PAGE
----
Implementing the spirit of JET

Piero Martin from the Italian Research Unit RFX leads the Medium-Size Tokamak Task Force (MST1). “Two hundred and thirty-three scientists, twenty-four laboratories, three tokamaks in three different countries. You certainly don’t miss diversity in this job. But this indeed is what makes it fun and interesting,“ he says. Together with the Deputy Task Force Leaders – Marc Beurskens (CCFE), Stefano Coda (CRPP), Thomas Eich (IPP) and Hendrik Meyer (CCFE) – and with the EUROfusion responsible officer, Marie-Line Mayoral, he designs the MST1 campaigns – advised, of course, by the machine operators. The interest in the community was high, he recalls: “For the 2014 ASDEX Upgrade campaign, we received 3000 proposals for plasma discharges. Together with the proponents and by exploiting synergies we were able to realise most of the key proposals with about 600 plasma discharges.”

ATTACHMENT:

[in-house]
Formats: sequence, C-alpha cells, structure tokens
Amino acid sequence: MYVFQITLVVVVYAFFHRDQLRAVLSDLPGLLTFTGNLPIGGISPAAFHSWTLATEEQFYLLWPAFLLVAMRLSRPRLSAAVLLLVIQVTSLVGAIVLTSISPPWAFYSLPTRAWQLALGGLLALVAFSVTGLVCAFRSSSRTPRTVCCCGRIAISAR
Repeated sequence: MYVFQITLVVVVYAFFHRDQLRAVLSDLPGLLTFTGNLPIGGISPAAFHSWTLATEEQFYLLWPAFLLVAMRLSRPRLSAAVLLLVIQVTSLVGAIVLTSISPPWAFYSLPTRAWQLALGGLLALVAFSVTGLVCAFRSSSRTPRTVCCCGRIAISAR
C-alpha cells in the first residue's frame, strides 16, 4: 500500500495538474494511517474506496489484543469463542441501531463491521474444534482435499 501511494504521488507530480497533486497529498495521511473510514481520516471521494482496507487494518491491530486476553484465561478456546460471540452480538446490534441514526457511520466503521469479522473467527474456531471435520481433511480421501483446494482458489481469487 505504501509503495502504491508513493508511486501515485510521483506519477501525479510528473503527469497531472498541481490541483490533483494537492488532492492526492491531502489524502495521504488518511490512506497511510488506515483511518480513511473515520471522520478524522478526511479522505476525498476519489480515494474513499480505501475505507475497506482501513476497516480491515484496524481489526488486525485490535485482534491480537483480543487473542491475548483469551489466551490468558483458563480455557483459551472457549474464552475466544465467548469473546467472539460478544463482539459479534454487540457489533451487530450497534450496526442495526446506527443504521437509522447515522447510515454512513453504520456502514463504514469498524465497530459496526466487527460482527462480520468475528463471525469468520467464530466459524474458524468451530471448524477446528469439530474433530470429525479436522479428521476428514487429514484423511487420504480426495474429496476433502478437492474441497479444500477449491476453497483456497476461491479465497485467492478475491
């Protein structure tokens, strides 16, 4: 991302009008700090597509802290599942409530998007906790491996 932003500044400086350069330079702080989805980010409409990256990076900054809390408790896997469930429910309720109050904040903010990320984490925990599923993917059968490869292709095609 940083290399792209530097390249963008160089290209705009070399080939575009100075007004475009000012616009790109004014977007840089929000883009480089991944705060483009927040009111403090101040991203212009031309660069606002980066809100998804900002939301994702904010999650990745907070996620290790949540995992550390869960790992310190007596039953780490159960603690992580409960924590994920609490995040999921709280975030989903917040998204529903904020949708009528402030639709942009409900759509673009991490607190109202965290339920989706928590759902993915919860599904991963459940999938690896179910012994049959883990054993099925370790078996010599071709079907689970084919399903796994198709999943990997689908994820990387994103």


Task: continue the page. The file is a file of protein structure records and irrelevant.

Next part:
Transforming a nationally managed experiment into a partly shared facility is an organisational challenge. “MST is a new way of thinking,” says Darren, “A local machine can be operated more flexibly, because the scientists are more or less always on site. When researchers come from all over Europe, any changes to the schedule can affect the travel plans of dozens of people. It can all be dealt with, but it requires good organisation.” Many of those organising and doing the experiments, can use their experience from working at JET. JET and its way to organise joint research programmes (see page 15) serve as a blueprint for the MST1 campaigns.